The following message may also be a result of the second possible cause, related to "Core Storage" detailed above. This possibility may explain the following message.

Code:
[ 4733.919707] hfsplus: unable to find HFS+ superblock
Try specifying the actual device node, for the logical volume itself.

To give you a better picture (excuse the pun), have a look at this: http://blog.fosketts.net/wp-content/...e-Could-Do.jpg

Let us know how you go...
 
1 members found this post helpful.
Old 10-19-2017, 10:53 AM   #10
mmm123
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deleted double posting

Last edited by mmm123; 10-19-2017 at 12:16 PM. Reason: double posting
 
Old 10-19-2017, 11:12 AM   #11
jsbjsb001
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Quote:
Originally Posted by mmm123 View Post
...Do not want to reformat entire hard drive.
Also i attemped Gparted/device/attempt data rescue on /dev/sda5 and got Libparted error message that " the partition's data region doesn't occupy the entire partition" what does it mean?
Step 2. Try to run fsck / dev/sdb. "Permission denied while trying to open /dev/sbd. You musr have r/w access to the file system or be root".
I give up. Please give me step-by step instruction how to reformat USB. And what format?
Can you run the following command from a terminal window, so that we can see exactly what partitions we are looking at here;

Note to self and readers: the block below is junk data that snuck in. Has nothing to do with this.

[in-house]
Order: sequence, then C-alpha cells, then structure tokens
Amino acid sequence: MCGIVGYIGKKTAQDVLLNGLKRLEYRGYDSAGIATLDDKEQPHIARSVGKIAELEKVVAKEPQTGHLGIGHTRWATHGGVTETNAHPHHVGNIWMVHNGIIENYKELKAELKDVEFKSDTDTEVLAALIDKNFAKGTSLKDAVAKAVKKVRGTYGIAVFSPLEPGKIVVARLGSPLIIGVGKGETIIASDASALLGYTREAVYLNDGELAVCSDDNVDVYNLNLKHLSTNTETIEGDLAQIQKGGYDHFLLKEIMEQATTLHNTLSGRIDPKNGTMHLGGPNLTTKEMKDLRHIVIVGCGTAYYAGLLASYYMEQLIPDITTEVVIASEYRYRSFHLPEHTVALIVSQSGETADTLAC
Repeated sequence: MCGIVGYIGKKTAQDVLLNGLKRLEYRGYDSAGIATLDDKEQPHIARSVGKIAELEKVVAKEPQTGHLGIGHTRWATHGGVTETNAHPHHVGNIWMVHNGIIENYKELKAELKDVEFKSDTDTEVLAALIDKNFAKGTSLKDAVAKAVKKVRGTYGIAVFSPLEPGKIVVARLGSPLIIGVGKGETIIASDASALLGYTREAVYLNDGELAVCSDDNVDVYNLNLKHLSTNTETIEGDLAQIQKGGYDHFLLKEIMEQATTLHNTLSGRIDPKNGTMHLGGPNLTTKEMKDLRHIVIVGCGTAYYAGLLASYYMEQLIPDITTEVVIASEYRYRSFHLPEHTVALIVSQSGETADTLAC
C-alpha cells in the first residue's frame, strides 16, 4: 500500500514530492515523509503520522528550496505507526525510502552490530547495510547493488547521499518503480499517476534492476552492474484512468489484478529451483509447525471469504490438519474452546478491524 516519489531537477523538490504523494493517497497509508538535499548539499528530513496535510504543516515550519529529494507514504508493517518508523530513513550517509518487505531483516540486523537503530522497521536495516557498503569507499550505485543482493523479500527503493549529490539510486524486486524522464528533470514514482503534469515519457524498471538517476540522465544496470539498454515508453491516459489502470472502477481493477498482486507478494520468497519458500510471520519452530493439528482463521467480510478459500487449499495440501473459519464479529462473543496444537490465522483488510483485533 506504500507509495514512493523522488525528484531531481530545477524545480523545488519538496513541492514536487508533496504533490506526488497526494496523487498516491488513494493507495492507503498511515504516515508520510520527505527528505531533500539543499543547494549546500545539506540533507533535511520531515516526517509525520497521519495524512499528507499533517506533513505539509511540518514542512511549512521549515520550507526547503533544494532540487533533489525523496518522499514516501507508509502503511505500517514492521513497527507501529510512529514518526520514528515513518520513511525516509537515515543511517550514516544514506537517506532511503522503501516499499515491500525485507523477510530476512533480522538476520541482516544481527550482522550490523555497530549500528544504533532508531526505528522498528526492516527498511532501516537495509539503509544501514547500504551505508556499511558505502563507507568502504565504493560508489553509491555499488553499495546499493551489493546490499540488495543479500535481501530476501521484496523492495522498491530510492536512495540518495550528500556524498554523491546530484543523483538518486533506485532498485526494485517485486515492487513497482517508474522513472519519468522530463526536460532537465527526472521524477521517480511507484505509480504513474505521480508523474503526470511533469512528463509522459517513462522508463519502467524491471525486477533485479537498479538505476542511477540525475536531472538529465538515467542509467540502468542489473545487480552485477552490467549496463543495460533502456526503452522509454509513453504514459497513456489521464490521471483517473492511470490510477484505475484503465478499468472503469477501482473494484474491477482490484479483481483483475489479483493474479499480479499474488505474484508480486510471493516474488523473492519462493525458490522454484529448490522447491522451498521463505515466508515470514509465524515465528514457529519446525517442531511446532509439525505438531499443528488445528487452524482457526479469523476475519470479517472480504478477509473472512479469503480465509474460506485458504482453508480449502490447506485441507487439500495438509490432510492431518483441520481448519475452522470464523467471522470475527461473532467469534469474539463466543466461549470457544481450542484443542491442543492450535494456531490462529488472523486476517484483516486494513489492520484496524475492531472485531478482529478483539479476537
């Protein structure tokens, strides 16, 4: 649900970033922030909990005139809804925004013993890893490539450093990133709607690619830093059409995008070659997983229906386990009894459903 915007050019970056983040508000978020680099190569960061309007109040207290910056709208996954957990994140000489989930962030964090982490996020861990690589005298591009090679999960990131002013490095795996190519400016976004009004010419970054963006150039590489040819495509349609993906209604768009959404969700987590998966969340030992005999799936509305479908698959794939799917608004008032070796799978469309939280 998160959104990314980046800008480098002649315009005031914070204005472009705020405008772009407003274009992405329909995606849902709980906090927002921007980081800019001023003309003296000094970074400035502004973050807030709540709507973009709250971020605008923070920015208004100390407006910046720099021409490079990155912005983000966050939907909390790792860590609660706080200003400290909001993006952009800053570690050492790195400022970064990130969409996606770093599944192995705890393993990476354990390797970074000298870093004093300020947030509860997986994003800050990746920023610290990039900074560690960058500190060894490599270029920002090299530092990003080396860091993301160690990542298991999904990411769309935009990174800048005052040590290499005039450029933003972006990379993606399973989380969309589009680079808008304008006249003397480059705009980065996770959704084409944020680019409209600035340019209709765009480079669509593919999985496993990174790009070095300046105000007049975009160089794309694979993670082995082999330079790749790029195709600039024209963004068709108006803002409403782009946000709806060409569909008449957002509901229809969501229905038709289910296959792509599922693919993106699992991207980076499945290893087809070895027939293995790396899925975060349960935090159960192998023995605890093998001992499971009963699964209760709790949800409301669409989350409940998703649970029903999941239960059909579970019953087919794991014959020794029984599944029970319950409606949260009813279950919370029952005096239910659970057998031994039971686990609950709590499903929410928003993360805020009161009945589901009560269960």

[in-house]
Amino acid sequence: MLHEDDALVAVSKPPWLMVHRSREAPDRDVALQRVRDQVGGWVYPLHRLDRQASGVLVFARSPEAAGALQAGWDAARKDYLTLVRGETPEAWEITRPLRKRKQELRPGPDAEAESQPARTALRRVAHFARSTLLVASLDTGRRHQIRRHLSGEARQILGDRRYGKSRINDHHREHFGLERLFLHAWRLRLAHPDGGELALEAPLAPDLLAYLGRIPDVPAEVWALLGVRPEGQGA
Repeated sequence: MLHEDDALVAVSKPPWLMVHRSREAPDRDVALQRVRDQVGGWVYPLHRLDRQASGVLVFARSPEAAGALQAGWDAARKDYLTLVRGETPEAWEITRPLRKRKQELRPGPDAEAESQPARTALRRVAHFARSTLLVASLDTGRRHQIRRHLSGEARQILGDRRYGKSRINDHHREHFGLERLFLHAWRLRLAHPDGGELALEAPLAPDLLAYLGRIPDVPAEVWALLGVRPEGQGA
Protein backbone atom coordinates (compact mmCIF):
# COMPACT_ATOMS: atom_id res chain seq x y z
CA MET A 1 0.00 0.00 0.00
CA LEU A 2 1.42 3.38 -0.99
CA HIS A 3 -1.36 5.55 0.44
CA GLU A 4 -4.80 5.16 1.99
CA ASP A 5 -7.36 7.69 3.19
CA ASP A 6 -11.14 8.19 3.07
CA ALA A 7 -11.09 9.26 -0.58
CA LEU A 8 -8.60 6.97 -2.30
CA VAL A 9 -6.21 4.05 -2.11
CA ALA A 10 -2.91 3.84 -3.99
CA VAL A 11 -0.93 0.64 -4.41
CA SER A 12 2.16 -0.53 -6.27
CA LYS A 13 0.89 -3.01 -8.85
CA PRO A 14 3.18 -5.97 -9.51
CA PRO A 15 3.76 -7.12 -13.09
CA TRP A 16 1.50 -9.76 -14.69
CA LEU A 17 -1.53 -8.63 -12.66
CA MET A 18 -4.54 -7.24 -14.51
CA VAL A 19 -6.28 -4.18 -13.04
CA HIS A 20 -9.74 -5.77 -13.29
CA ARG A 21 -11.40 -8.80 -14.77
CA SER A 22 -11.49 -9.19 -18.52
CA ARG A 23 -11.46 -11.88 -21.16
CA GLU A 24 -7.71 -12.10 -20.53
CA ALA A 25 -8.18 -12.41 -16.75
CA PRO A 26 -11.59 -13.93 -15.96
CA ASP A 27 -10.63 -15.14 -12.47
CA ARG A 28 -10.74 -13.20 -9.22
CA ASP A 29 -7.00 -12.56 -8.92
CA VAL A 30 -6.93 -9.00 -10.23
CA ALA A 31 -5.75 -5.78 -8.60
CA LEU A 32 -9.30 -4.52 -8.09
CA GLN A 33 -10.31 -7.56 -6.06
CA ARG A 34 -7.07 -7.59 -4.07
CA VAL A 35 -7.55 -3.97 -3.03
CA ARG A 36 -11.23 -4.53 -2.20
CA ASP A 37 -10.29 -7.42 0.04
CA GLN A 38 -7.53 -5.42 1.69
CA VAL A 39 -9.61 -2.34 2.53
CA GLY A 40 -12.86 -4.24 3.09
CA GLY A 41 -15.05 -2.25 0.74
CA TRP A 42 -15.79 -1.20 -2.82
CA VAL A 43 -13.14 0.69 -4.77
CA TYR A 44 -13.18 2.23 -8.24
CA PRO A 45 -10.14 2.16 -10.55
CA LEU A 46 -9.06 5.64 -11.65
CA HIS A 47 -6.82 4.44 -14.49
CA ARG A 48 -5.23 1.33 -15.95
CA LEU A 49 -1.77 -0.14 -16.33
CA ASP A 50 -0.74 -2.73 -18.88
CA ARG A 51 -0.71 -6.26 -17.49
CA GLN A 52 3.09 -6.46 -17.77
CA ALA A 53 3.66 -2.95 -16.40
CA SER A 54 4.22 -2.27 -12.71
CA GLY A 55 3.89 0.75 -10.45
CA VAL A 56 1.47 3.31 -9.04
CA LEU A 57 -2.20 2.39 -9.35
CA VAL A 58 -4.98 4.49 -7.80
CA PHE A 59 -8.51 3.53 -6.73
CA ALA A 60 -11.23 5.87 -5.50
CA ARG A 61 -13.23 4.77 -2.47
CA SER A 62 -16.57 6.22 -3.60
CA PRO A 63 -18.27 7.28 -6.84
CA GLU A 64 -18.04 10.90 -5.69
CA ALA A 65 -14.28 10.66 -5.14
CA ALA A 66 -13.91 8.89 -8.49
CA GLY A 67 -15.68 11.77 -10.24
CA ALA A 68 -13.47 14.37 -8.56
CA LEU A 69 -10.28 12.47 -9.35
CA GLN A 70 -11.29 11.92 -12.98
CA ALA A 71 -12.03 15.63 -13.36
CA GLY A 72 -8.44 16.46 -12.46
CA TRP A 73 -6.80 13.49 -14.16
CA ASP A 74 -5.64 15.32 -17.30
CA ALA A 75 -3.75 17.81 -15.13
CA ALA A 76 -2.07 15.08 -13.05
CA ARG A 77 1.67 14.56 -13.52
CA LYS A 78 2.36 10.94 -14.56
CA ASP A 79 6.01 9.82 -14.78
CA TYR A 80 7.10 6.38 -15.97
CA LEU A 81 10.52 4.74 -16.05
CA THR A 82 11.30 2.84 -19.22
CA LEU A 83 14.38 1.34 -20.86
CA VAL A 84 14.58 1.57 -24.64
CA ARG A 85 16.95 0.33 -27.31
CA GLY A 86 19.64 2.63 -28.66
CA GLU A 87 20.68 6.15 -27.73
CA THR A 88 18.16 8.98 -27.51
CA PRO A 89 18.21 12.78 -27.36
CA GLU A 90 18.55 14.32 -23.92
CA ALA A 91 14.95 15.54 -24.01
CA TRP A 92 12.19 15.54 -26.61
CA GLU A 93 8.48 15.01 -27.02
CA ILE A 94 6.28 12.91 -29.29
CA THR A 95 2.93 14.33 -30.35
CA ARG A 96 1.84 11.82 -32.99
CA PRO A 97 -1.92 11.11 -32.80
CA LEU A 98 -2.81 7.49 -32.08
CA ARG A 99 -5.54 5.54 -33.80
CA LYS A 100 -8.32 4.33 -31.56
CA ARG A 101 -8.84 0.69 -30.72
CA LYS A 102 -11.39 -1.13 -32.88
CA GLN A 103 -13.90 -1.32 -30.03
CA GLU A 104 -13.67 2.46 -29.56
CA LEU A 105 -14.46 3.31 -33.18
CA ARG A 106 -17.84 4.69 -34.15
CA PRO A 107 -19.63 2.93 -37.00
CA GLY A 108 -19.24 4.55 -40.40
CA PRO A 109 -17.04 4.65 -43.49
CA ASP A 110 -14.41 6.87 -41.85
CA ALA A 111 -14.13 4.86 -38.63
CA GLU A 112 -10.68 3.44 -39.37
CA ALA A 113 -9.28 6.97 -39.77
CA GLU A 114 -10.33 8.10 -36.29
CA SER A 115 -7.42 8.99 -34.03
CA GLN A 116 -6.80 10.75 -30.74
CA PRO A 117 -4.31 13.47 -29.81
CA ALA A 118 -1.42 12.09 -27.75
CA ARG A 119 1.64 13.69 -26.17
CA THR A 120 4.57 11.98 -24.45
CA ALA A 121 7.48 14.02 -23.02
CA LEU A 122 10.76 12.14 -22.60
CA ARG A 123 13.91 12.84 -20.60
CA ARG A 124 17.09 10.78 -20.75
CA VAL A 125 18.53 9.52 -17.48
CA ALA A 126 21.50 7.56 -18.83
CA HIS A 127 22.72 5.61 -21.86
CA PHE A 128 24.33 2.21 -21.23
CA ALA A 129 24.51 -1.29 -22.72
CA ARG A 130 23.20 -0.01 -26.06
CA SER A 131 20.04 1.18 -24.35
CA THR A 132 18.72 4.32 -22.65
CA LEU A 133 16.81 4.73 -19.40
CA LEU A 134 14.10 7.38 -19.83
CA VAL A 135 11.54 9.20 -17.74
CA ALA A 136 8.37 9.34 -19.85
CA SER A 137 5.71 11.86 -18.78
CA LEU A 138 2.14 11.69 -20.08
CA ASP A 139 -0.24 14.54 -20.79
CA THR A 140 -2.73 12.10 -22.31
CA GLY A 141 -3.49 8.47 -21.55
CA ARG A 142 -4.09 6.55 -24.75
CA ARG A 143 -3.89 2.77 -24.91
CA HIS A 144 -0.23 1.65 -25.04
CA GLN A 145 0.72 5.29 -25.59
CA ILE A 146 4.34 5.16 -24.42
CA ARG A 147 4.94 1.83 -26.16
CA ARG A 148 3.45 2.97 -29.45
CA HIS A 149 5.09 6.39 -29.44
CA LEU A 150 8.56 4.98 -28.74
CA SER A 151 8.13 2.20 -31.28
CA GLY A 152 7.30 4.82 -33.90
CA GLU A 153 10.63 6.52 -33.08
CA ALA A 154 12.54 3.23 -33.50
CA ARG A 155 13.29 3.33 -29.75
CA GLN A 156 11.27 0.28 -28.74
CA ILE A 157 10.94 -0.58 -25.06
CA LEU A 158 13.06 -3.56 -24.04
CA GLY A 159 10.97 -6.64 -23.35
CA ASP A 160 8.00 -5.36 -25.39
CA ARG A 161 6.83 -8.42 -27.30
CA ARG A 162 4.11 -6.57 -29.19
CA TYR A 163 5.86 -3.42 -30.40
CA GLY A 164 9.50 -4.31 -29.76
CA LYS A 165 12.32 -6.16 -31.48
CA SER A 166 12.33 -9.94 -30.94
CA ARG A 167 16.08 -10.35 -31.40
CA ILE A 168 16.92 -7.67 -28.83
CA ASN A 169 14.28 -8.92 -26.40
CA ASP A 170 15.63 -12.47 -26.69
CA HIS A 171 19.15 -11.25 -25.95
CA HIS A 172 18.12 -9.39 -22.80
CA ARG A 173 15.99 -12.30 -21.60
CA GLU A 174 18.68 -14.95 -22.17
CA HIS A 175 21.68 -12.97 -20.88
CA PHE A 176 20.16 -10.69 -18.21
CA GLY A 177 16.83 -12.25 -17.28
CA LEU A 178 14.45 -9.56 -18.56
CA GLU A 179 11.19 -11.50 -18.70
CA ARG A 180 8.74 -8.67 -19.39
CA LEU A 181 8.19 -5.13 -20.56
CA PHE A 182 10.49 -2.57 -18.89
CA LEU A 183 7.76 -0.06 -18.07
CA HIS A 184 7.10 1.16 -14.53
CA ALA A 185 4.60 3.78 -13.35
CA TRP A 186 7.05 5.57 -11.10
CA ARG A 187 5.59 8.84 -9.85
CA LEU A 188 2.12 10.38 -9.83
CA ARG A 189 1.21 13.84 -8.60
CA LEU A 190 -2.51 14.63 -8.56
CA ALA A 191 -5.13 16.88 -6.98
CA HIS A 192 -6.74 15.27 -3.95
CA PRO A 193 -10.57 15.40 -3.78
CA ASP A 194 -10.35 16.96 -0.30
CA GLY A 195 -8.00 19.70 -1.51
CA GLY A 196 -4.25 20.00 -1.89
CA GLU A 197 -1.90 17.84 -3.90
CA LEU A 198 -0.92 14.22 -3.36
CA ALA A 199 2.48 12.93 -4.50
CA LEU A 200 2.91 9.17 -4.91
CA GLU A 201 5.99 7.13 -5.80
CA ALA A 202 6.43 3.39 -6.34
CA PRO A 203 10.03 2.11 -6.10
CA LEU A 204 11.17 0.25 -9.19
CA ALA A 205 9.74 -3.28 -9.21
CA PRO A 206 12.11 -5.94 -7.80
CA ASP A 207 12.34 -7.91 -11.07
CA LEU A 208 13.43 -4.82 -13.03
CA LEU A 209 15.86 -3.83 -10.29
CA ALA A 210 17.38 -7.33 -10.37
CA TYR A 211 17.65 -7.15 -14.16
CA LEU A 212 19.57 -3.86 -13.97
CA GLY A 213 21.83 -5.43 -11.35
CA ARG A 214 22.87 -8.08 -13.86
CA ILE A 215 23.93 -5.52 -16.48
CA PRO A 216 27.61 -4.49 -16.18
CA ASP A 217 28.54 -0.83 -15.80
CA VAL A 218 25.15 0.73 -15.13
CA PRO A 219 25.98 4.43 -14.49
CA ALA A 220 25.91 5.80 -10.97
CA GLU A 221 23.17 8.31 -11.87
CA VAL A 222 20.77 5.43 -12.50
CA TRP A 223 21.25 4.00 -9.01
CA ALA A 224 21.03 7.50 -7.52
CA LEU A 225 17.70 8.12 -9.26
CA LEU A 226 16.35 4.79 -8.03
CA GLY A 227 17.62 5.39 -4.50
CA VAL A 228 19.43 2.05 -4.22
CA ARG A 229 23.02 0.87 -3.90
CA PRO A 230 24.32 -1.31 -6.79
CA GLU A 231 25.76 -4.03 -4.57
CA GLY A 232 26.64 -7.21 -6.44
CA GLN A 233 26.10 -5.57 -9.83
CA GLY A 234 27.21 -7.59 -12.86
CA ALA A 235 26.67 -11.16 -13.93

Code:
lsblk
The "the partition's data region doesn't occupy the entire partition" error might suggest the first possibility I mentioned in post #9.

The "You must have r/w access to the file system or be root" would mean you are not running it as the root user.

Also, do you plan on using this USB drive with any other system, other than Linux? (in relation to the type of file system, you should format it with)

Last edited by jsbjsb001; 10-19-2017 at 11:21 AM. Reason: typo
 
Old 10-19-2017, 11:13 AM   #12
mmm123
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Quote:
Originally Posted by Rickkkk View Post
Hi mmm123,

In your original post, I am interpreting that there may be a file system integrity problem on your USB drive ... HFSPLUS is indeed installed and it seems to have an issue with what is calls the "secondary volume header" ... I am unfamiliar with HFS, so I am not sure of the exact nature of the problem, but suffice to say, it looks like a file system integrity issue. Can you connect and use the drive properly on a MacOS computer ?

If you have no important data on the drive, it might indeed be a good idea to reformat it and choose a more appropriate file system for the systems with which you will be using it (ex. linux, MacOS, Windows ...). Give us a few more details on this and we can then advise you.

If you DO have important data on the drive, best would be to back it up on whatever computer you have that you are still able to use it with before attempting anything else. Also, it would be good to do this as soon as possible in case you have a hardware failure getting worse ...

Get back to us and we'll help you as best we can.

Cheers !